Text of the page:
On average, people eat around 2000 kilocalories a day. That is 14,000 per week and 5,110,000 per year. At the same time, he or she drinks at best at least 2 liters a day, making 14 liters a week and 5,110 liters a year. That's quite a lot!
The body has to work with every morsel and sip and has to eliminate the leftovers in the end. In order to avoid diseases, the quality and the composition of the food are of utmost importance.
As soon as it gets cold outside, the eating habits inevitably change. Man adapts to the external conditions, needs heartier food and puts on some winter fat. This is completely normal and, from an evolutionary point of view, also normal.
Today we rarely freeze in winter, but the adaptation of man to the changed conditions is slower than the developments that man drives.
In the past, we followed intuition and what was on offer, but today there is too much on offer and intuition is often suppressed by stress, lack of time and a lack of body awareness. However, the so-called "somatic intelligence" would be a good clue to ideally supply the body with the nutrients it needs.
Fruits and especially vegetables contain many vitamins, minerals and antioxidants. The natural interaction of the ingredients makes a natural product more valuable than a vitamin pill. If you pay attention to a gentle preparation, many micronutrients can be absorbed, which strengthen your immune system and make you more resistant to viruses. Regional products are usually of higher quality and contain more nutrients. You should at least comply with the "5 a day" rule, i.e. three pieces of vegetables and two pieces of fruit, and preferably a little more. A green smoothie or a freshly squeezed juice in the morning is an ideal basis. A piece of fruit as a snack, a mixed side salad at lunch and steamed vegetables in the evening form an all-round successful vitamin day.
Herbs contain a large amount of micronutrients and antioxidants. Especially in rosemary, thyme, basil contain a lot of inflammation-reducing substances. Fresh, these are always of higher quality than dried. They help to fight off infections and also to survive better after the outbreak of a cold.
Spice up your food more from now on and put a few pots of fresh herbs on your windowsill even in winter. How about baked potatoes with herb curd, for example? This not only tastes delicious, but also provides a large portion of fresh herbs at the same time.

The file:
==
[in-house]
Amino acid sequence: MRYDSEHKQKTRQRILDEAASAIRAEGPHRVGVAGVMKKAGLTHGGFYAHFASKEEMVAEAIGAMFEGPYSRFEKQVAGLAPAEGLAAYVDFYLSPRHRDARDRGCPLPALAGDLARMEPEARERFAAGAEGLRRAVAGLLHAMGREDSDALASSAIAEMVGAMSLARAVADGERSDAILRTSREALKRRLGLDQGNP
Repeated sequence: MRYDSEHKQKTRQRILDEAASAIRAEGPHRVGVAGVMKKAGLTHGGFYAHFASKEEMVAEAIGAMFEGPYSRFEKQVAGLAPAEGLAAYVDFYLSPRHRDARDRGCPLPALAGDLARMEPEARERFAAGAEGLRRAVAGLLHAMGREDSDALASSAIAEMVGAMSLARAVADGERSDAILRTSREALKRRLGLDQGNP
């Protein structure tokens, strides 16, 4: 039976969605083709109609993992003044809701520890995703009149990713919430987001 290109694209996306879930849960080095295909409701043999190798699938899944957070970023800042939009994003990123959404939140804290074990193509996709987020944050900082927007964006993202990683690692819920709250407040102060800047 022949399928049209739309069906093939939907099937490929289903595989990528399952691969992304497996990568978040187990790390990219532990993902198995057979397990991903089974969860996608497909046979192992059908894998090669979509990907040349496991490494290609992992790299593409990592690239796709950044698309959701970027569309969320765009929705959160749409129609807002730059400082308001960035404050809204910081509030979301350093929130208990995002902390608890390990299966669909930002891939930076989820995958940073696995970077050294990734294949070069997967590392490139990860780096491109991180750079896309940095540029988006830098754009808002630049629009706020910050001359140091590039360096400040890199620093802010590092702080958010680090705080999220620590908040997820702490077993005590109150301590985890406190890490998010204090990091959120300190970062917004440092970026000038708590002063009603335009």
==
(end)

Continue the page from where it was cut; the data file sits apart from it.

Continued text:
Spices are said to have many positive properties, such as an antibacterial, anti-inflammatory and analgesic effect. They can stimulate the metabolism and thus strengthen the body in general. Particularly good for this are ginger, pepper, cayenne pepper and turmeric, but also cinnamon, cocoa and cardamom. Use spices more generously from now on or prepare yourself a spiced cocoa made of cocoa, cinnamon and a little chili with hot milk and honey. Also ideal after a workout or a cold winter walk.
Especially processed sugar, as we find it in numerous industrially produced foods, increases the blood sugar level very strongly in a short time, a drop in the value follows very quickly. This leads to regular hunger and an altered energy metabolism. In addition, there is nothing in white sugar except calories. It is often referred to as "empty calories", so try to reduce your sugar intake and opt for natural snacks such as fresh fruit or homemade fruit yoghurt. Then you can determine the sweetness yourself.
Immediately after birth, the human body consists of about 80% water, the adult human usually about 60% Already a fluid deficiency of 2% of the body weight has a negative effect on the performance. Drinking 1.5-2.5 litres regularly throughout the day is recommended.
Especially in winter, the mucous membranes should be well moistened. Drink mineral water, unsweetened teas or flavoured water with orange slices, ginger or lemon. Avoid sweetened drinks such as cola or juices, because they provide additional calories and influence the insulin level: it fluctuates and that makes you ravenous.